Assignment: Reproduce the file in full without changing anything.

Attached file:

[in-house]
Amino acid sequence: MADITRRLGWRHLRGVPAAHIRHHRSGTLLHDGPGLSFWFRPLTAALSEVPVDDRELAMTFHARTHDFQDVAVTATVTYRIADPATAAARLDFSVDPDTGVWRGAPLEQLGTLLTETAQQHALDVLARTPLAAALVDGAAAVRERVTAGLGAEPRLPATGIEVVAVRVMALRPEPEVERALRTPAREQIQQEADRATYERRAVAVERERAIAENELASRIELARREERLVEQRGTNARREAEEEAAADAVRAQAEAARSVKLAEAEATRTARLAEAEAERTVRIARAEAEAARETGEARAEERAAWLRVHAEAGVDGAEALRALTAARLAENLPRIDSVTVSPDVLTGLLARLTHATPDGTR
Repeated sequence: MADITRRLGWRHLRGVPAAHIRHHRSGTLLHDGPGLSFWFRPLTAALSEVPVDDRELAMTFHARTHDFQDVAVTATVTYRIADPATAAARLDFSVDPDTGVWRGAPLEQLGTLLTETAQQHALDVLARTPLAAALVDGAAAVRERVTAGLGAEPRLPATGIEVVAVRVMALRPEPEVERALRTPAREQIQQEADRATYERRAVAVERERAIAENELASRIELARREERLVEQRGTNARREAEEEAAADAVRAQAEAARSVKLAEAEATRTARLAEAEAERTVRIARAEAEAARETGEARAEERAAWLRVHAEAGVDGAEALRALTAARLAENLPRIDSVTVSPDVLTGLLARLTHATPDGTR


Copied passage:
[in-house]
Amino acid sequence: MADITRRLGWRHLRGVPAAHIRHHRSGTLLHDGPGLSFWFRPLTAALSEVPVDDRELAMTFHARTHDFQDVAVTATVTYRIADPATAAARLDFSVDPDTGVWRGAPLEQLGTLLTETAQQHALDVLARTPLAAALVDGAAAVRERVTAGLGAEPRLPATGIEVVAVRVMALRPEPEVERALRTPAREQIQQEADRATYERRAVAVERERAIAENELASRIELARREERLVEQRGTNARREAEEEAAADAVRAQAEAARSVKLAEAEATRTARLAEAEAERTVRIARAEAEAARETGEARAEERAAWLRVHAEAGVDGAEALRALTAARLAENLPRIDSVTVSPDVLTGLLARLTHATPDGTR
Repeated sequence: MADITRRLGWRHLRGVPAAHIRHHRSGTLLHDGPGLSFWFRPLTAALSEVPVDDRELAMTFHARTHDFQDVAVTATVTYRIADPATAAARLDFSVDPDTGVWRGAPLEQLGTLLTETAQQHALDVLARTPLAAALVDGAAAVRERVTAGLGAEPRLPATGIEVVAVRVMALRPEPEVERALRTPAREQIQQEADRATYERRAVAVERERAIAENELASRIELARREERLVEQRGTNARREAEEEAAADAVRAQAEAARSVKLAEAEATRTARLAEAEAERTVRIARAEAEAARETGEARAEERAAWLRVHAEAGVDGAEALRALTAARLAENLPRIDSVTVSPDVLTGLLARLTHATPDGTR